There many self-aggrandizing characters who are envious and jealous about the achievements or performance of others. These people resort to deliberate self-promotion to belittle others. ( For example, A colleague at the same level as you, who does not perform well, tells you, “ I’m writing a recommendation letter for my subordinates and I’m going to write one for you too”.
There are many self-aggrandizing characters who impose their toxic delusions of grandeur on others. They do this with a smile, poise, and self-possession. (As if they practiced in a mirror.)
These ones who always crave attention, recognition, approval, and validation.
If they don’t get it they react with raging anger – their vile and vulgar side surfaces.
We shouldn’t conflate over-confidence, self-aggrandizement with competence and compatibility.
Nicely written, and there are plenty of new words to learn.
It is interesting, however, especially taking into account this example sentence in the article: ‘She gave a cocky wave as she drove past.’… I mean, it’s not exactly my case, but anyway… Once, one of my teachers corrected me when I sad something like ‘she is cocky’ or something. The thing is, I in fact used the adjective ‘cocky’ to describe a woman, and the teacher told me that this particular adjective could not be used as a description of a female person, that we could use it only when talking about men. Simply put, ‘she is cocky’ doesn’t sound right, is that true?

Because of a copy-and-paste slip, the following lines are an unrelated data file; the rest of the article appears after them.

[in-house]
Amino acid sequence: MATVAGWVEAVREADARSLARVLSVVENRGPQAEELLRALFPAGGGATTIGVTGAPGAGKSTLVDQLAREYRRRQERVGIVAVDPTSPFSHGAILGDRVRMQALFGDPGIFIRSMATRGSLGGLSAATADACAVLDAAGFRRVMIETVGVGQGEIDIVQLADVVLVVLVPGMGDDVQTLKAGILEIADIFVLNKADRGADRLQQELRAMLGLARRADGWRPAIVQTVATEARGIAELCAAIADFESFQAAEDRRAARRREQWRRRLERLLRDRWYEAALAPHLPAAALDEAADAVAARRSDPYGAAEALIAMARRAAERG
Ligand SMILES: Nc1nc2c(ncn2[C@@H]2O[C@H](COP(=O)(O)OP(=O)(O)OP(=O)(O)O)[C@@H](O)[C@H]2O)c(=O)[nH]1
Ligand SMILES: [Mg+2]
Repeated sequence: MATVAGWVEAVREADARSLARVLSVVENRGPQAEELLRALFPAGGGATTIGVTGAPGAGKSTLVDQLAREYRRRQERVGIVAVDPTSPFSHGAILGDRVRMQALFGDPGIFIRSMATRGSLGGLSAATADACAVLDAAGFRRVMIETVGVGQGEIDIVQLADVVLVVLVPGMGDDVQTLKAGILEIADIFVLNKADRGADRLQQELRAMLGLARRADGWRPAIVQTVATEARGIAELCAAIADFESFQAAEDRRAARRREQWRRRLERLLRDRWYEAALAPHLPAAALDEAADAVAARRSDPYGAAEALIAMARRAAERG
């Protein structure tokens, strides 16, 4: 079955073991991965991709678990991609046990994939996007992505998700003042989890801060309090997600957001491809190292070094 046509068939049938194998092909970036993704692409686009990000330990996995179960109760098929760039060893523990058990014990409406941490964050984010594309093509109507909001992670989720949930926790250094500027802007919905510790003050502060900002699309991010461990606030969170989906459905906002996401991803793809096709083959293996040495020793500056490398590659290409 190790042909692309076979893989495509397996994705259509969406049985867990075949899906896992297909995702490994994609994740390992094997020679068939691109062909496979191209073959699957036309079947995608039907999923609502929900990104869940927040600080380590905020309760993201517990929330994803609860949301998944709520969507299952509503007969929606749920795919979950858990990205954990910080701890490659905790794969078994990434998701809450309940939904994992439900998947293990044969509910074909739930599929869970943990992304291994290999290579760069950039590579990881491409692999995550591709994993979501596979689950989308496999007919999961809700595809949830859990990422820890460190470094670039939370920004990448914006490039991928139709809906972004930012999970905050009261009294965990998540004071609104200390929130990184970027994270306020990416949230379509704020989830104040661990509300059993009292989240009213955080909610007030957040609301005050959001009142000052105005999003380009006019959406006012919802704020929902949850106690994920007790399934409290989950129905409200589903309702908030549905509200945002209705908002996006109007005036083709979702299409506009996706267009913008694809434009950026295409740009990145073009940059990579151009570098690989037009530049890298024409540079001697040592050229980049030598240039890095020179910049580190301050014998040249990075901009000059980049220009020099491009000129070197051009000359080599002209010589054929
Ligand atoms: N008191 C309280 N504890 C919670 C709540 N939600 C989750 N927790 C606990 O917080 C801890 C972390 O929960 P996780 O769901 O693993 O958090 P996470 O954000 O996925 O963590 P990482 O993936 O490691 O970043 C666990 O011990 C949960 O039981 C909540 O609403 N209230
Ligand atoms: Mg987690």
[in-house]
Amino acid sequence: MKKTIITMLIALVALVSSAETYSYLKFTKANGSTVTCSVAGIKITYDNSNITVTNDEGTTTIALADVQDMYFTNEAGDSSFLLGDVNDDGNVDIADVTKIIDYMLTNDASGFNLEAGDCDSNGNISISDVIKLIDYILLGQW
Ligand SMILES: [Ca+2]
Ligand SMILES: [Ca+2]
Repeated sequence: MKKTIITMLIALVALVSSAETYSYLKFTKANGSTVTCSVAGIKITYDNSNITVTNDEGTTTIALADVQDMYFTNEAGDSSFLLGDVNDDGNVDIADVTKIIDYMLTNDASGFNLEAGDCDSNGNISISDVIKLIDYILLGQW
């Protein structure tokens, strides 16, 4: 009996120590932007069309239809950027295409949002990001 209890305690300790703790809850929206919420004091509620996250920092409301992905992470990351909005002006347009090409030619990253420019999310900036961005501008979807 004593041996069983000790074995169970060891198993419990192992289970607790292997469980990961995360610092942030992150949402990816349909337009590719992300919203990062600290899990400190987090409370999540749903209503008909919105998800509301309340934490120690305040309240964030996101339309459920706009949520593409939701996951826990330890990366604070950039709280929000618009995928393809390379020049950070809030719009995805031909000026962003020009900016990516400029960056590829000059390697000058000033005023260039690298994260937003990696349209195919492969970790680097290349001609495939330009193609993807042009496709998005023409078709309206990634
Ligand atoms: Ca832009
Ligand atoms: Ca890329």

Totally agree. Cockiness is not a gesture, but an attitude, as are most its synonyms. To “label” an attitude you need more data than a hand gesture. A person’s speech could reflect a cocky attitude, and that would include data points like tone, verbage, inflection.
Without side-Googling, I believe cocky originates from a rooster or cock–puffed up, parading, displaying strengths, looking larger than life, in attempt to stand above “the crowd” to potential mates, hens.
Well, it is not exactly what I mean. Right, cockiness is not a gesture. However, I’m inclined to believe that a gesture can be cocky. ‘A cocky wave’ or ‘a cocky gesture’ sounds okay to me. As a matter of fact, I just wanted to clarify whether or not we can describe a female individual as cocky. But thanks for your lovely response anyway.
I don’t think cocky is inherently gender-specific. If you google, you can find plenty of real-world examples of females being described as cocky, as well as plenty of examples of ‘a cocky wave’.